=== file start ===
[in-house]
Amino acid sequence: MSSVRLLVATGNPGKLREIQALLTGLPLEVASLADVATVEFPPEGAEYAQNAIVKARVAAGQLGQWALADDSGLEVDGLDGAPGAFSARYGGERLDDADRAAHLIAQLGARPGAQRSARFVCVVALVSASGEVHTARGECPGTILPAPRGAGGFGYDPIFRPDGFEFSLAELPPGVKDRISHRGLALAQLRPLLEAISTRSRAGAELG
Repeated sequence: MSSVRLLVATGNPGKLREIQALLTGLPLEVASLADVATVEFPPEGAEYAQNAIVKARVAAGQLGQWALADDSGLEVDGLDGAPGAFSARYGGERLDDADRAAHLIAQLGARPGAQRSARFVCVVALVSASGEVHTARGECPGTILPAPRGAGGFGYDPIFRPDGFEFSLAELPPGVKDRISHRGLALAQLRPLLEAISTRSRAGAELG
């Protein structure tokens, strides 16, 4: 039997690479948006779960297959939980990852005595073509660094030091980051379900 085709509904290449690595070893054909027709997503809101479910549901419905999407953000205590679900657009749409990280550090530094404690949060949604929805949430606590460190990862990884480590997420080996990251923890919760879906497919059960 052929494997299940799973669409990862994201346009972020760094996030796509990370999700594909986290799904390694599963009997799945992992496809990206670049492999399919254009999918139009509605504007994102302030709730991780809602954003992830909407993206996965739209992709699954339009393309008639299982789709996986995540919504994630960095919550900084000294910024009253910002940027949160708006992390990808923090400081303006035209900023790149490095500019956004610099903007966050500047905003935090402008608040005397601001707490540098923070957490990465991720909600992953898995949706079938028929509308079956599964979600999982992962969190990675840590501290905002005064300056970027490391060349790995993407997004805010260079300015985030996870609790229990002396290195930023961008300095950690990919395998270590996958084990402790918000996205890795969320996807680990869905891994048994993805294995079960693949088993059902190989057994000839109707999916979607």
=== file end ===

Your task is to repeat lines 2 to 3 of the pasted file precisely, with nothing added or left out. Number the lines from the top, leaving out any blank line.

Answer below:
Amino acid sequence: MSSVRLLVATGNPGKLREIQALLTGLPLEVASLADVATVEFPPEGAEYAQNAIVKARVAAGQLGQWALADDSGLEVDGLDGAPGAFSARYGGERLDDADRAAHLIAQLGARPGAQRSARFVCVVALVSASGEVHTARGECPGTILPAPRGAGGFGYDPIFRPDGFEFSLAELPPGVKDRISHRGLALAQLRPLLEAISTRSRAGAELG
Repeated sequence: MSSVRLLVATGNPGKLREIQALLTGLPLEVASLADVATVEFPPEGAEYAQNAIVKARVAAGQLGQWALADDSGLEVDGLDGAPGAFSARYGGERLDDADRAAHLIAQLGARPGAQRSARFVCVVALVSASGEVHTARGECPGTILPAPRGAGGFGYDPIFRPDGFEFSLAELPPGVKDRISHRGLALAQLRPLLEAISTRSRAGAELG